It breaks this pattern in more than one way, however. Coco, with its Mexican setting and characters, is also a turn away from Pixar’s usual collection of white-dominated stories. This is yet another welcome change, as it affords us a peek into another culture and in turn, appreciate it.

Who here has heard of the Mexican holiday Día de Muertos before this film happened? Not many, I’d wager. Unless of course, you’ve watched The Book of Life, but that’s another story for another day.

Back to the subject of Coco, if there is a way to describe the film as a whole, it would have to be that it is a touching, heartwarming tale that will remind you of the importance of family. It does this too, without disregarding the importance of following your dreams. Both themes enjoy a healthy balance; neither is demonised in favour of the other. A feat that Disney and Pixar deserve much applause for.

Moving more onto the plot without risk of spoilers, Coco enjoys well-structured storytelling that is filled with heart at nearly every seam. Be it light, cheeky humour, anger, sadness or happiness, this film is simply emotive. Even the unassuming title is an unexpected punch in the gut.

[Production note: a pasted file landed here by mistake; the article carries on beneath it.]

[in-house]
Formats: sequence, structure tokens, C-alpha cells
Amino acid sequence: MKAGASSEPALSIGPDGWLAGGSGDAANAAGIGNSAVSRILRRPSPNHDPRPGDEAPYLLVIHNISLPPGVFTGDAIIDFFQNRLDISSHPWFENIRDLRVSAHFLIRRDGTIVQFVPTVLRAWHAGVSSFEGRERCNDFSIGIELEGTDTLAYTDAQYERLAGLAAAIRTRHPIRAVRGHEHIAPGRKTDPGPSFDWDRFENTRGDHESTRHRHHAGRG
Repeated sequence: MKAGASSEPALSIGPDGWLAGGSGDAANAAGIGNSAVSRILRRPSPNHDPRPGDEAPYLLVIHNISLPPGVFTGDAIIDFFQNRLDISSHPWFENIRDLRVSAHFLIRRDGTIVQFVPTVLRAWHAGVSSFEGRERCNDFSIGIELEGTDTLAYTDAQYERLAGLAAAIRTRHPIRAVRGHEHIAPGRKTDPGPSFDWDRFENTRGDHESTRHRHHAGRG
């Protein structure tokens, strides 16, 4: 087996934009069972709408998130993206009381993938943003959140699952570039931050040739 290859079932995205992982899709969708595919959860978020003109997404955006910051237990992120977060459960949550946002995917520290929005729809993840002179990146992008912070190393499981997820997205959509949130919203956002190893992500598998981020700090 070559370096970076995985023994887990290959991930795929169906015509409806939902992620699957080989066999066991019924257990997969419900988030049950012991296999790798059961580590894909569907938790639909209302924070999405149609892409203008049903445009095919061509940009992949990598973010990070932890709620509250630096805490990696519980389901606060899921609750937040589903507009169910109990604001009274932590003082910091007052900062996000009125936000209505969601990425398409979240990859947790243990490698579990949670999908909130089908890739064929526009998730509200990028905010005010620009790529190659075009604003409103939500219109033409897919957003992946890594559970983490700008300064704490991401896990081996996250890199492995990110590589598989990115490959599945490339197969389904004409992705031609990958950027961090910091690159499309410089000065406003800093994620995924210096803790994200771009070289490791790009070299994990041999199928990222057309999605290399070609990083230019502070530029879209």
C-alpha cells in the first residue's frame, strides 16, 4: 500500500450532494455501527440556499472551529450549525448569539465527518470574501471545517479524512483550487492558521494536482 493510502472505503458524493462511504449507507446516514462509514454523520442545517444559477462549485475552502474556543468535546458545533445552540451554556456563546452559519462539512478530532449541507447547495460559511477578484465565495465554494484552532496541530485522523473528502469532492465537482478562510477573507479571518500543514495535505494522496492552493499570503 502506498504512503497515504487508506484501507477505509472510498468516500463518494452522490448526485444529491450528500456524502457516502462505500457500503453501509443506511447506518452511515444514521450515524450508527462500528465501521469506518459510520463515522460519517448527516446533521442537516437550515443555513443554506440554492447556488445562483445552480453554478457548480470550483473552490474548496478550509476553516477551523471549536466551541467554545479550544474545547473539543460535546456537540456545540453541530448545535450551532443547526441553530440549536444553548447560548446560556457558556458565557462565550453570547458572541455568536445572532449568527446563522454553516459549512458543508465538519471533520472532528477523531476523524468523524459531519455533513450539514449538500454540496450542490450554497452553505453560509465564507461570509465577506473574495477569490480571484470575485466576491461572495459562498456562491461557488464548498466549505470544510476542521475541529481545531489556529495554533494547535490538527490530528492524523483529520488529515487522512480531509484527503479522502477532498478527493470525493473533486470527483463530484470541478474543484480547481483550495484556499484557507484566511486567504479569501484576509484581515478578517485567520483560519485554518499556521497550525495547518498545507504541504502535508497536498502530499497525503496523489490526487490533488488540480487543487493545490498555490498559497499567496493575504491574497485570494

And as if those weren’t enough to deliver a compelling story, Pixar bestowed Coco with animation that is rich in detail, to the point where every movement of hair, every facial expression and every wave of fabric is filled with life-like vitality. The sheer vibrance of colour is a treat for your senses, and needless to say, the top-notch animation only augments the raw emotion that the tale has already been interwoven with.